I felt angry that lymphoma had taken everything away from me and it has only been recently that I have accepted that it is OK to be angry But I also realised there was help and support out there.

So I told my medical team how I felt and they organised for me to see a psychologist, which really helped.

I felt all the certainties of my life that I had taken for granted were now gone and the future looked very uncertain to me. Having a cough or cold made me anxious that the lymphoma had come back. Life seemed really challenging at that point and I felt very much like an outsider.

Having a cough or cold made me anxious that the lymphoma had come back. Life seemed really challenging.

My family were amazing and really helped me through. For example, when I had lost my hair, my younger sister would wear a head scarf when we went out, so that people wouldn’t focus on me. Slowly I began to feel more myself again.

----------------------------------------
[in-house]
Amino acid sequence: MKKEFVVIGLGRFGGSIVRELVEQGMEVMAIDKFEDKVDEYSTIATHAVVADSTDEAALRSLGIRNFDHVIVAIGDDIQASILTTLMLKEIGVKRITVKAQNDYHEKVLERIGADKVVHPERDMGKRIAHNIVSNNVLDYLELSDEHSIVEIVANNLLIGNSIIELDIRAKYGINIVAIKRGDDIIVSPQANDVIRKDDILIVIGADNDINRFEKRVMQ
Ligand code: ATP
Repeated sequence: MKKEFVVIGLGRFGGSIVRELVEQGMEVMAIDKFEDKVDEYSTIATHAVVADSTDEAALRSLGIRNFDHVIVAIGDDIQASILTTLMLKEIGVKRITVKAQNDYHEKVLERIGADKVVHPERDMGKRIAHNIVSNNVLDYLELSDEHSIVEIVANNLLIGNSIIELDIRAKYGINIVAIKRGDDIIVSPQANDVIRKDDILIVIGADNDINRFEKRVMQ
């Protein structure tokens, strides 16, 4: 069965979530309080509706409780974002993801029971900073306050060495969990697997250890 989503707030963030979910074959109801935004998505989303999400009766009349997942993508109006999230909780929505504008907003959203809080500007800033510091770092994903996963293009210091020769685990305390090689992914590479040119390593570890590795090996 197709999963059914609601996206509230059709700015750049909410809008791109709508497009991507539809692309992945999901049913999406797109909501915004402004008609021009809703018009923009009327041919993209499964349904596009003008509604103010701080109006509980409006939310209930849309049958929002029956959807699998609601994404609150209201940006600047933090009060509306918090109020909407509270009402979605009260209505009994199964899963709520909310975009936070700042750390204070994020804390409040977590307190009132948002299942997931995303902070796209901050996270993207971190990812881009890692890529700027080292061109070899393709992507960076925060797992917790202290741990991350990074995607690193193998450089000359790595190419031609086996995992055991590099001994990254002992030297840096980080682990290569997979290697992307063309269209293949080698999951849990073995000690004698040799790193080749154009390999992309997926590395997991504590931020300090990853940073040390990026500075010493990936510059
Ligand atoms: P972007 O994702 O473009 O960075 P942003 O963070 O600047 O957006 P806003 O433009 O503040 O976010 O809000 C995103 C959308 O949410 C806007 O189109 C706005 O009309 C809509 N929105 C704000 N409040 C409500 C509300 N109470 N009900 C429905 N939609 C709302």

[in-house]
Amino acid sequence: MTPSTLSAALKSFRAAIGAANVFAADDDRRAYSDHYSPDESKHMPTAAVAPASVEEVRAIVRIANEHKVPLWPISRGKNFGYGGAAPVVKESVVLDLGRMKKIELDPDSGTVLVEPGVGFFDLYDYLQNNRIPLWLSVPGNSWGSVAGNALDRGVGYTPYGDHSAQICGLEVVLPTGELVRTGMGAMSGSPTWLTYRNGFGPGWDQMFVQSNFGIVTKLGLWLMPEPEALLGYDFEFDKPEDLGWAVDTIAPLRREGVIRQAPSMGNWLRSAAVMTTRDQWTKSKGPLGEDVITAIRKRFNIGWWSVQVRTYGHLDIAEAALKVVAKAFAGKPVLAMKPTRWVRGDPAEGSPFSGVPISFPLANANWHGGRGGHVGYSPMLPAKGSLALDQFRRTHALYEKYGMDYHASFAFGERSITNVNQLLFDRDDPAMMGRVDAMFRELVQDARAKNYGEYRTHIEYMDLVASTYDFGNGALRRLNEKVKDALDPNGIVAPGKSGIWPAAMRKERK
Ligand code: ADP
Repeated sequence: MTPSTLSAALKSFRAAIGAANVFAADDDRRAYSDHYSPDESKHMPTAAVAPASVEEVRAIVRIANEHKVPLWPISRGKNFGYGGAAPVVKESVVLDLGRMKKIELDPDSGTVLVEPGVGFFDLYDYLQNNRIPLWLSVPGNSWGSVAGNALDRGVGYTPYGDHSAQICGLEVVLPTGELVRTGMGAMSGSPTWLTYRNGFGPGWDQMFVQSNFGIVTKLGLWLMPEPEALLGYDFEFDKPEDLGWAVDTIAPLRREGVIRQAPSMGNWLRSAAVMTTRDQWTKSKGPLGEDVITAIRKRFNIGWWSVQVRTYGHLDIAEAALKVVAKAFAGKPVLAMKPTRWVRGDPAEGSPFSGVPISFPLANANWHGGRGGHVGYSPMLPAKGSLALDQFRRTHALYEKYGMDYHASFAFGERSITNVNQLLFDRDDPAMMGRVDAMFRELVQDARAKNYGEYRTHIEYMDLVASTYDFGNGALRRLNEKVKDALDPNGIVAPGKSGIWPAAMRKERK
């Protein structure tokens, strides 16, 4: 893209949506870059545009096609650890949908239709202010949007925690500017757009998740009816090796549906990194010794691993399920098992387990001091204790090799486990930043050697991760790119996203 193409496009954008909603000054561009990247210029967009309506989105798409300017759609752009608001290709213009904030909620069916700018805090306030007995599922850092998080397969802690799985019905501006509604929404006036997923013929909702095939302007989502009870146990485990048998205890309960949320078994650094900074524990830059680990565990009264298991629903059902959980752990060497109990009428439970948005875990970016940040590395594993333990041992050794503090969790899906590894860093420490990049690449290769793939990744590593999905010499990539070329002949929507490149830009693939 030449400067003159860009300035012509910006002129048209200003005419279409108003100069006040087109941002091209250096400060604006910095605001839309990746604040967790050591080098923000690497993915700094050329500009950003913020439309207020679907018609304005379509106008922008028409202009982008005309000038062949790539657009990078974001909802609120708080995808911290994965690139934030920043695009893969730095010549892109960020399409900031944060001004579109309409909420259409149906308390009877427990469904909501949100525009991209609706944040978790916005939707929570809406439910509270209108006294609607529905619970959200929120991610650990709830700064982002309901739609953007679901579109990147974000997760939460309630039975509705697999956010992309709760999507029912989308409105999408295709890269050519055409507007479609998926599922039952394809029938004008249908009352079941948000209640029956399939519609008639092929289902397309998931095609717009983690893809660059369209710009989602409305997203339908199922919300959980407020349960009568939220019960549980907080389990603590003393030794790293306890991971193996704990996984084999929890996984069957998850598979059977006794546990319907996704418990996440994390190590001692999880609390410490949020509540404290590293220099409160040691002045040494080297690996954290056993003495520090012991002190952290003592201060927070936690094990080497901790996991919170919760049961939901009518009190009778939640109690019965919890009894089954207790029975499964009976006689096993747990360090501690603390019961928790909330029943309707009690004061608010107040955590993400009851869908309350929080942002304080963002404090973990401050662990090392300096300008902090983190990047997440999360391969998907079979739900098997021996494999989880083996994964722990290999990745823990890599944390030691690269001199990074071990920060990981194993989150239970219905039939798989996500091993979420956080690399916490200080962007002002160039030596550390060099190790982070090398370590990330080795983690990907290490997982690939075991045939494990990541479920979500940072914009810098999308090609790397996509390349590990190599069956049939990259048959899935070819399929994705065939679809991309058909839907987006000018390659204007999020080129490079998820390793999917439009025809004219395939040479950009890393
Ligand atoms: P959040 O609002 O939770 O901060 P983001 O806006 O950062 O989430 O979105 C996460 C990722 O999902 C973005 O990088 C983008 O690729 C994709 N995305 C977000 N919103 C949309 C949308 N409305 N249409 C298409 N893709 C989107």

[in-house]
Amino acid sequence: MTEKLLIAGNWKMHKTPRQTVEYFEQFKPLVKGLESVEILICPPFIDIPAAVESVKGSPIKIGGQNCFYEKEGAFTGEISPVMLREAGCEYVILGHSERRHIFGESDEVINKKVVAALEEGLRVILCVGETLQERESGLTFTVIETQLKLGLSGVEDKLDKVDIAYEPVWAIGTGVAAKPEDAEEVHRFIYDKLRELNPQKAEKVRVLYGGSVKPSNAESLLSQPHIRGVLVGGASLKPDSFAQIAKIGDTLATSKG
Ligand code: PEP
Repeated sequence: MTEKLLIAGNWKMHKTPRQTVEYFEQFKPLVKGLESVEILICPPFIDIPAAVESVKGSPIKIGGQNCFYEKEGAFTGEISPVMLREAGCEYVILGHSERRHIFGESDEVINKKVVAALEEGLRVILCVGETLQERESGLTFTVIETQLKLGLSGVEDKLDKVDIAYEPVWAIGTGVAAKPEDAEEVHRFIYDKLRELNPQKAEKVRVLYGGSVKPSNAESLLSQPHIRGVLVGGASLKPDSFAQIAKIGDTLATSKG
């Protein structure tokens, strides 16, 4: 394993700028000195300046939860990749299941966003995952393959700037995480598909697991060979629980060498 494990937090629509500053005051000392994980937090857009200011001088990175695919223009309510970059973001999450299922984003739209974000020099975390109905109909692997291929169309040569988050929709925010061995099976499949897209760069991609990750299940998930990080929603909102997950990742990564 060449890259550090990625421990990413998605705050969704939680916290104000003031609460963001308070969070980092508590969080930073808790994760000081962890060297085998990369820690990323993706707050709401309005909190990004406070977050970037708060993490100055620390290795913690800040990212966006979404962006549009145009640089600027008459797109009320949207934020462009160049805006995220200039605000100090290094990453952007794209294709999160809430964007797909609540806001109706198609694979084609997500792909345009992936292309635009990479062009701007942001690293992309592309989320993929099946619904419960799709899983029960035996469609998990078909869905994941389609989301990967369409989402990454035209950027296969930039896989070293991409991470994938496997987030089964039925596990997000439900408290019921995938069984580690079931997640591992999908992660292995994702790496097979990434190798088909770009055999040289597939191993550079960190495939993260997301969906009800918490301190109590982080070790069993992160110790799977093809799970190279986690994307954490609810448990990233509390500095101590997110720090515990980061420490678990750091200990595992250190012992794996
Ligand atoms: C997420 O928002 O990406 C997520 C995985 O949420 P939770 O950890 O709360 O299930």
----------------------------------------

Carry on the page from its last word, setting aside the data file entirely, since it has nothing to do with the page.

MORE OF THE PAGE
I went back to university to finish my degree, but that last year was very different to the first couple of years. I don’t think people knew what to say to me, so tended to avoid me. I was still suffering from fatigue and peripheral neuropathy from the treatment, so wasn’t involved in the drinking and party culture and found that the invitations quickly dried up.

I was delighted to gain a 2:1 in my degree. Shortly afterwards I met my husband and was shocked but also absolutely delighted to discover I was going to have a baby, something I hadn’t expected to happen to me. I struggled with morning sickness and was anxious throughout the pregnancy in case anything went wrong, but the care I received was fantastic. My son was born in May 2014 and it felt amazing. I then went on to have my daughter in March 2017.

Finally, I would like to urge anyone who has any health concerns to get in touch with their GP and if they are struggling with mental health to not be afraid to seek help. It’s something I wish I had done sooner.

I wanted to share my story through Lymphoma Action and would urge anyone who has health concerns to contact their GP.

October 2018